The Buffalo News reported on Saturday that State Sen. Michael Ranzenhofer fired an office employee and mother of four at the behest of Chris Collins, a Republican candidate for the NY-27 Congressional seat. According to the Buffalo News report, Michelle McCulloch of Attica said her employment at Ranzenhofer's office was terminated because of her support of Collins' primary opponent, David Bellavia.
McCulloch, a mother of four, is a member of the Wyoming County Republican Committee which has officially endorsed Mr. Bellavia in the ongoing primary. The incident that reportedly got her fired was nothing more than a meet and greet in Wyoming County (also attended by Collins) where she introduced David Bellavia around the crowd.
Ms. McCulloch is also a member of Bellavia's campaign steering committee, an extracurricular activity that had previously drawn the ire of her boss. Despite Ranzenhofer's demands that his staff remain neutral in the primary, his state senate office employees were asked to pass designating petitions for Chris Collins. McCulloch told the Buffalo News that she had performed this task despite her support for Bellavia.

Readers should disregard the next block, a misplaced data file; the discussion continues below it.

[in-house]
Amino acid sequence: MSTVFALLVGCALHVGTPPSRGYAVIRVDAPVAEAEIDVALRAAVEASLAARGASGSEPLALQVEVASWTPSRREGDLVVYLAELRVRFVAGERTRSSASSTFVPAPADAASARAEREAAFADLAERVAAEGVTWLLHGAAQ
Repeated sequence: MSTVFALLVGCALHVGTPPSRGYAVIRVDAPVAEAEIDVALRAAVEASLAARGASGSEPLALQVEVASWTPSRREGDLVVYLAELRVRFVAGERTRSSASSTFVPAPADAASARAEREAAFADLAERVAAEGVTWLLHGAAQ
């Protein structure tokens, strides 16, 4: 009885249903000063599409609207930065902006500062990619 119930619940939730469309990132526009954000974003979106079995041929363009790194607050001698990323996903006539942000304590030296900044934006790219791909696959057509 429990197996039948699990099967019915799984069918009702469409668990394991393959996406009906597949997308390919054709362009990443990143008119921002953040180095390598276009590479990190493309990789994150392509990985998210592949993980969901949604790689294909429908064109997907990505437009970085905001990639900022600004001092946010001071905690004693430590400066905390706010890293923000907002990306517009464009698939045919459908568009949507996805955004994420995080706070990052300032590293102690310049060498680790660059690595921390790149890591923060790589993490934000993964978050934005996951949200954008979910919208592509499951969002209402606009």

New York is an 'at-will' state meaning employees can be terminated at any time for any reason. Companies are not required to provide an explanation for personnel decisions like this one.
Chris Collins has a history of committing acts that force voters to question his ability to respect his fellow human beings. There was the rat thing in Buffalo, then there was the handicapped parking space incident, the reportedly fear-based working environment in the Erie County Executive's office, and any number of other transgressions that constantly lower the public's expectations of Chris Collins ever acting like a person who respects others. Asking a State Senator to fire a mother of four who has served faithfully for years under multiple bosses falls right into the pattern of typical Collins behavior.
David Bellavia is expected to address the allegations against Collins and Ranzenhofer today in multiple appearances around the district.
Bellavia, who has received the endorsement of Republican Committees in every rural county in NY-27 should see this as a windfall for his campaign. Primary elections can be difficult to run because voters often have trouble, for obvious reasons, discerning the differences between two candidates who generally espouse the same ideology. These typically low turnout races will always come down to money and organization unless a clear line can be drawn between candidates. Bellavia has an opportunity now to draw that line using Collins' borderline behavior to ask primary voters to choose the kind of person they want representing them in the upcoming general election. I don't imagine the man who ordered the revenge firing of a working class mother is going to be able to acquit himself well on-stage in a debate with Congresswoman Kathy Hochul.
Image courtesy of Tom Dolina at Tommunisms